Introduction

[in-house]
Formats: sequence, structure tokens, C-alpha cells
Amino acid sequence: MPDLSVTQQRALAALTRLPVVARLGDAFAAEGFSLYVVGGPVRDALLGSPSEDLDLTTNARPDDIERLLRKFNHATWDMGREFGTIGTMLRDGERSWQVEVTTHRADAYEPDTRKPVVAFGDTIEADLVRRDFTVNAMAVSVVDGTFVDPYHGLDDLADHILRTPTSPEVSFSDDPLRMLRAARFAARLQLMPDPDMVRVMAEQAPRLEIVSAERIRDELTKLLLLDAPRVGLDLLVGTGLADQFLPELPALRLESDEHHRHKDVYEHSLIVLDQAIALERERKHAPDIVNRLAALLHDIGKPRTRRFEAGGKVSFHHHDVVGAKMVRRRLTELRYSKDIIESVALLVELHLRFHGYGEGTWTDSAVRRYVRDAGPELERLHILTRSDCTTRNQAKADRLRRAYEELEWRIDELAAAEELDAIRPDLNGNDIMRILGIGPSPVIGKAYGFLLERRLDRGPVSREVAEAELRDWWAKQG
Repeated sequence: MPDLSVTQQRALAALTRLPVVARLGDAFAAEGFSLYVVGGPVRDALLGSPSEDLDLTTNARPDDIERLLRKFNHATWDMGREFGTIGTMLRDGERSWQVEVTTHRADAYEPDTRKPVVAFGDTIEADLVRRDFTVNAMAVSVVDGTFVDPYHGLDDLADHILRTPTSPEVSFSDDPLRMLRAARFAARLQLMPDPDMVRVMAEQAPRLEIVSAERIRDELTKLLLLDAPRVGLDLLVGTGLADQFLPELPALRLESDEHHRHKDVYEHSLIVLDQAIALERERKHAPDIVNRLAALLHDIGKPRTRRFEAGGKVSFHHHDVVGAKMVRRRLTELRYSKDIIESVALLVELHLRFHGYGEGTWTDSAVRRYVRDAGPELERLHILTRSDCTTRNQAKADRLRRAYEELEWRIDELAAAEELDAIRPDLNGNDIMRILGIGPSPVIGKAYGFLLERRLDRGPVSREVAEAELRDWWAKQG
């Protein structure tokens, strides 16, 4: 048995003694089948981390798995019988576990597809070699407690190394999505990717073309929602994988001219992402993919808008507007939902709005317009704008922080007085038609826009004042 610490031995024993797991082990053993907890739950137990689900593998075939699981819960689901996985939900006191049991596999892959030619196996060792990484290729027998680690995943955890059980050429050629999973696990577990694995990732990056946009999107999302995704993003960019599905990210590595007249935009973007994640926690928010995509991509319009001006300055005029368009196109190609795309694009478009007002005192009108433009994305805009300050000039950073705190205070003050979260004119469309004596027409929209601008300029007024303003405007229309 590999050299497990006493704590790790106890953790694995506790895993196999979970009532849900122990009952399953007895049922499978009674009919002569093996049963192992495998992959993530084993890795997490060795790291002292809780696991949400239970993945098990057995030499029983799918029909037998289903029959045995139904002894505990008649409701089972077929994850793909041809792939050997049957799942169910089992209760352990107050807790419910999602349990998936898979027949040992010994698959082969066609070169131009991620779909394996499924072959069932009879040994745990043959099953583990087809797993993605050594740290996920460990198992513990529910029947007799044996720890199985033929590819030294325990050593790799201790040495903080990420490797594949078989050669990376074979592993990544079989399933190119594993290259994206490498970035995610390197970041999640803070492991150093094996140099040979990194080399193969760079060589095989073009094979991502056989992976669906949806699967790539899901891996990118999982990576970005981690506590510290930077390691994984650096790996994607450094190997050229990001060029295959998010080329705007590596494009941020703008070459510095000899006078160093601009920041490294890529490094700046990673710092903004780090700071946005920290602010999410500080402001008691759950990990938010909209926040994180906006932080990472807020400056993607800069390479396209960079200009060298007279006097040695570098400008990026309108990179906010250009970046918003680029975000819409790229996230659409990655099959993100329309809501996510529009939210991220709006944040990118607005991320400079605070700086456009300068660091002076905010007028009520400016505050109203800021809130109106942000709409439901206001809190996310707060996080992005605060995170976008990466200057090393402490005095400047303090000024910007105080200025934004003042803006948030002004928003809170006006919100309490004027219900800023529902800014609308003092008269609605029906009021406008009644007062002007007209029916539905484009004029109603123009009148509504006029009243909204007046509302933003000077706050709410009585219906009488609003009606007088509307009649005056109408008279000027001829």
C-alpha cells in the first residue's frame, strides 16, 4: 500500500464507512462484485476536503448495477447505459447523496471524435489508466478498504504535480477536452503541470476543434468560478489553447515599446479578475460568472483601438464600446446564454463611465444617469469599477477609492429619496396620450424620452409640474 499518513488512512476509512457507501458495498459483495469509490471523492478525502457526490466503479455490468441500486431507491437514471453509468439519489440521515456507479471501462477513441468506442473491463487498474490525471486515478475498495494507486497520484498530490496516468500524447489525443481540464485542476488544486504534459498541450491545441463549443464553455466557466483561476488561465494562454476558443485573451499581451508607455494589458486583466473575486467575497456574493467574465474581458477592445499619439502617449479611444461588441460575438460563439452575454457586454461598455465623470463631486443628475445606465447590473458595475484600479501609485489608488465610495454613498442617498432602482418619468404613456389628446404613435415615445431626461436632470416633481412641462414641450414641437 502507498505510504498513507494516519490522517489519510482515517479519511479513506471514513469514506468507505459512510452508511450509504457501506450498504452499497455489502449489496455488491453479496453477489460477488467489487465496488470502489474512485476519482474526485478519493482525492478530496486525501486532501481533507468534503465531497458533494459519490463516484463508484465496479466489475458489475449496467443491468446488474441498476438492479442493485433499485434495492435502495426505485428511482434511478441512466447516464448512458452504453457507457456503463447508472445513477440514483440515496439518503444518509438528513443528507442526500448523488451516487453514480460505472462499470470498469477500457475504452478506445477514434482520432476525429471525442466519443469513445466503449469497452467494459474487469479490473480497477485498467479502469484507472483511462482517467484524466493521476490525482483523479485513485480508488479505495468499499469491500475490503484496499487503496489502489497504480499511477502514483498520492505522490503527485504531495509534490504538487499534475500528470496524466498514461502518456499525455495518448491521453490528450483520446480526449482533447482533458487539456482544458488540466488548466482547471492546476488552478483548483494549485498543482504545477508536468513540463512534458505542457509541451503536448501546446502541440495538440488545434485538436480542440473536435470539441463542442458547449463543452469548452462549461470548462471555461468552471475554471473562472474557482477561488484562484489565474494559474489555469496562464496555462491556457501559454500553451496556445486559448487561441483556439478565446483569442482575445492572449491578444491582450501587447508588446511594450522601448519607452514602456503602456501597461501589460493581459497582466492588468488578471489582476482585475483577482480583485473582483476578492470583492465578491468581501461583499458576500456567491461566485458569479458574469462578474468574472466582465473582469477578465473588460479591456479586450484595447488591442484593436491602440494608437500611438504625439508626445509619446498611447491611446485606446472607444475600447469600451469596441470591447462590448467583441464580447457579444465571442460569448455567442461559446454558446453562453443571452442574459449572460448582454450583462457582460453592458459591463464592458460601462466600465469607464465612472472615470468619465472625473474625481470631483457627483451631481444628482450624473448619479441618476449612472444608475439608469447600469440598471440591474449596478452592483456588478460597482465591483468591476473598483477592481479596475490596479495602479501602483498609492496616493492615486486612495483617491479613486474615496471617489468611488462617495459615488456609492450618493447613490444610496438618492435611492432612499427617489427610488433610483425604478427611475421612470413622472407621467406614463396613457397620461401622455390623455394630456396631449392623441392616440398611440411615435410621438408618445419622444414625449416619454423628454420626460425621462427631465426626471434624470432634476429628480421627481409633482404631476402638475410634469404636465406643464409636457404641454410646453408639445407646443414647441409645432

As the war in Syria entered in its seventh year in March 2017, the UN defined the conflict as the “the worst man-made disaster since World War II.” Despite efforts spent by various actors of the international community to reach a comprehensive political agreement, in the mid-term the Syrian situation continues to be dominated overall by a prolonged status of intermittent violence. In this fluid and volatile context, this report cannot be considered exhaustive of all dynamics and phenomena regarding media issues in Syria, for the extreme difficulties in conducting field interviews and collecting reliable data and updated information on the various themes. Furthermore, Syria cannot be considered any longer a unitary context. Therefore, also from the media point of view, at least three different ‘Syrias’ should be taken into account in fact. What is true in one area of the country does not necessarily apply to the others. For this reason, in each section of this analysis three different ‘countries’ will be examined: 1) Government-held areas, 2) Opposition-controlled territories and 3) Kurdish-majority zones. Not all the topics are relevant in the same way to the three Syrias, but - where possible - distinctions will be made. In the areas subjected to the Islamic State Organisation (IS) there is a media production, as well, which is undoubtedly mere propaganda (propaganda does exist also in other areas, though). Currently IS releases two online magazines - Rumiyah in several languages and Konstantiniyye in Turkish - to indoctrinate and recruit, with apparent tight  (even if not official) links to Amaq News Agency. Nonetheless, here the IS context is only briefly mentioned because: a) it has a short history (starting only in 2014) and therefore it still represents a primitive case, without a proper regulatory framework; b) the polarised context in the areas under IS control intrudes so profoundly the media practice that the two main narratives involved (pro vs against IS, such as the US-funded Raqqa is being slaughtered silently organisation) offer contrasting, dualistic views, with the complete absence of grey areas; c) there are no chances for actors to professionalise.